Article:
Journal of Addiction and Dependence
Exploring the Professional Literature of Social Work Interventions for Sexual Addiction
- 1School of Social Work, College of Human Ecology, East Carolina University, Greenville, North Carolina
- 2Department of Health Education and Promotion, College of Health and Human Performance, East Carolina University, North Carolina
- 3Masters in Social work
Victor G. Aeby, Student at East Carolina University, Department of Health Education and Promotion, College of Health and Human Performance North Carolina, United States; E-mail: firstname.lastname@example.org
Aeby, V.G., et al. Exploring the Professional Literature of Social Work Interventions for Sexual Addiction. (2017) J Addict Depend 3(2): 1- 15.
© 2017 Aeby, V.G. This is an Open access article distributed under the terms of Creative Commons Attribution 4.0 International License.
KeywordsSexual addiction; Social work; Intervention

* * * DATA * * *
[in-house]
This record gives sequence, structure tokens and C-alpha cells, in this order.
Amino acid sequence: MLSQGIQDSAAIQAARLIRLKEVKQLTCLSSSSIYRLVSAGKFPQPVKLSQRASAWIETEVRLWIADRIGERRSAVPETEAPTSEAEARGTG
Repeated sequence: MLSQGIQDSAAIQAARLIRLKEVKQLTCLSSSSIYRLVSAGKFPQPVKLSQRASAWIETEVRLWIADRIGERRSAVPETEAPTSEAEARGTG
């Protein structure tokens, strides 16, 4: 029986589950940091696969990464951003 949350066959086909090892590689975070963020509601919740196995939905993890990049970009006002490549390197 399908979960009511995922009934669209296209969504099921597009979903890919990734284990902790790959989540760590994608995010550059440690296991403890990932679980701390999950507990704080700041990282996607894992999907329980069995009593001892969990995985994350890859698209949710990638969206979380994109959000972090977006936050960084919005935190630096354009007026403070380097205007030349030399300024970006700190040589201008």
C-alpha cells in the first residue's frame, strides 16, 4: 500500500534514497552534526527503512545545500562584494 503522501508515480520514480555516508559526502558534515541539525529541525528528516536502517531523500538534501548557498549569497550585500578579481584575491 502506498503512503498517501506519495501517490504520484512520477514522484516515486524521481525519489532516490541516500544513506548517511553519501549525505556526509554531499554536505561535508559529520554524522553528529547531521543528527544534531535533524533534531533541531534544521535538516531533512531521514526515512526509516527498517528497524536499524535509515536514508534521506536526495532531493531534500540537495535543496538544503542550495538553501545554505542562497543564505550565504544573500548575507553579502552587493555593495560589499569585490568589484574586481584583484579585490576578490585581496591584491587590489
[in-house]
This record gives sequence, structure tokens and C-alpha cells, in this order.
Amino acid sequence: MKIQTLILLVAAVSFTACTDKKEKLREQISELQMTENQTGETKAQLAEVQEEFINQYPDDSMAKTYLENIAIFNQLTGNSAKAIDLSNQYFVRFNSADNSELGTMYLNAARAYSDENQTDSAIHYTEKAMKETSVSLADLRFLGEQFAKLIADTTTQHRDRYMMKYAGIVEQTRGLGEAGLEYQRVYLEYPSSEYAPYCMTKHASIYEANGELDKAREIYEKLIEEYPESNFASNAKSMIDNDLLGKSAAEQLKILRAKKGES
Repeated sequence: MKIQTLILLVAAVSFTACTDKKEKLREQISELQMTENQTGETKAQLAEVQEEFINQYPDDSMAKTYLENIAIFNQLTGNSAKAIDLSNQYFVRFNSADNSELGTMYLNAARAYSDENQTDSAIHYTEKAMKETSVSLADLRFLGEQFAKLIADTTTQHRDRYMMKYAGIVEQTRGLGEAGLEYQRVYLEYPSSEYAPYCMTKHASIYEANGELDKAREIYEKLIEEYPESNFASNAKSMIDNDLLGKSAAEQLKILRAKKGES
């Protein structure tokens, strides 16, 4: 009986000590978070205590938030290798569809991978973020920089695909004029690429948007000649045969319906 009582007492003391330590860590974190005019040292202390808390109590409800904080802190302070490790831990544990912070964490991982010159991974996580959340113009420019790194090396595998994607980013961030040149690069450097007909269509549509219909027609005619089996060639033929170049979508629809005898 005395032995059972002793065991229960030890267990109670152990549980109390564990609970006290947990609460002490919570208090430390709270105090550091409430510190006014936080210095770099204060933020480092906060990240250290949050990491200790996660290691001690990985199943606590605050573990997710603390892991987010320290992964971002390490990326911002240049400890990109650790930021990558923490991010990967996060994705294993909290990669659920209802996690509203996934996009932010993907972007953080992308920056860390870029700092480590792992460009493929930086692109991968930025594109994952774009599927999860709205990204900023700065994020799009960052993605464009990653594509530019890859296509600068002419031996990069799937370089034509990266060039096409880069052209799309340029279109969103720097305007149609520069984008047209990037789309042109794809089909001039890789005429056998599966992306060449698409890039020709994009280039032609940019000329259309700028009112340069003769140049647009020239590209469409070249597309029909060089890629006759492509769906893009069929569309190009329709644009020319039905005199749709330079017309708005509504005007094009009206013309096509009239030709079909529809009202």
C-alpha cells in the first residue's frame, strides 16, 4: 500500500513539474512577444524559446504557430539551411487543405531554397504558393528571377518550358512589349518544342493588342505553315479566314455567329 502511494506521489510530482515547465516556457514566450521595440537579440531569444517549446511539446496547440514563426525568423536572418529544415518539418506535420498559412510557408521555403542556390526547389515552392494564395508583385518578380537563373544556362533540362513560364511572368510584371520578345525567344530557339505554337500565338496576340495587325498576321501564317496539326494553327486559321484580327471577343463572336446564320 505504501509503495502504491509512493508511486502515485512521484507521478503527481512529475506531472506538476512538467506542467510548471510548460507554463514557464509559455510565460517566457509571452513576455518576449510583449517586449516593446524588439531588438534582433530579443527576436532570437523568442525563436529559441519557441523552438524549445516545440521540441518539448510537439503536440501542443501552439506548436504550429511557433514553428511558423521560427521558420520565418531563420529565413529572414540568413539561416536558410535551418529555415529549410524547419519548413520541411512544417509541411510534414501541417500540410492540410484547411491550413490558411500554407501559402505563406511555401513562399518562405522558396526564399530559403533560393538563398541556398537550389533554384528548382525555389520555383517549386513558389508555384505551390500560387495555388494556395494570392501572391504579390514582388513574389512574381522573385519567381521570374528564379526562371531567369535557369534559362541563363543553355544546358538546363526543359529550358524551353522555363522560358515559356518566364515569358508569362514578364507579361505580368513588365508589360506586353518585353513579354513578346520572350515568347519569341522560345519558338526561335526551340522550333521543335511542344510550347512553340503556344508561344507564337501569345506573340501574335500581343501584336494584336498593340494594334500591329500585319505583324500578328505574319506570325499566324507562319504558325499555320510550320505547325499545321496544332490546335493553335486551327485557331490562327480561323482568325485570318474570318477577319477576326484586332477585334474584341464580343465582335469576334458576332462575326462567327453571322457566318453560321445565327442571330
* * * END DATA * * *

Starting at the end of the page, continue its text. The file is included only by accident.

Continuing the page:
The purpose of this research is to review the literature utilizing the “Cochrane Methodology” regarding the prevalence of sexual addiction to assist clinicians to better understand diagnosing, treating, and creating a therapeutic alliance with clients who exhibit sexually addictive, sexually compulsive, or hypersexual behaviors. This manuscript reviews the prevalence of sexual addiction amongst client populations by reviewing the professional social work literature to examine interventions and treatment of sexual addition. By doing so, perhaps this paper will assist clinicians to better understand diagnosing, treating, and creating a therapeutic alliance with clients who exhibit sexually addictive, sexually compulsive, or hypersexual behaviors. While research supports the reality of addictions and addictive behaviors through abundant research and case studies, there is a major lack of empirical research and literature that supports sexual addiction specifically, as well as a lack of literature that teaches clinicians how to work with this population. This Systematic Literature Review (SLR) uses the keywords: sexual addiction, intervention, and social work, to examine the literature published on sexual addiction within the last ten years. The review confirmed the prevalence of sexual addiction in clinical settings and supported the need for additional literature and clinical education on sexual addiction. Additional research on sexual addiction is necessary for social workers to work in their scope of practice and to use evidence based research that will help clients create sustainable change.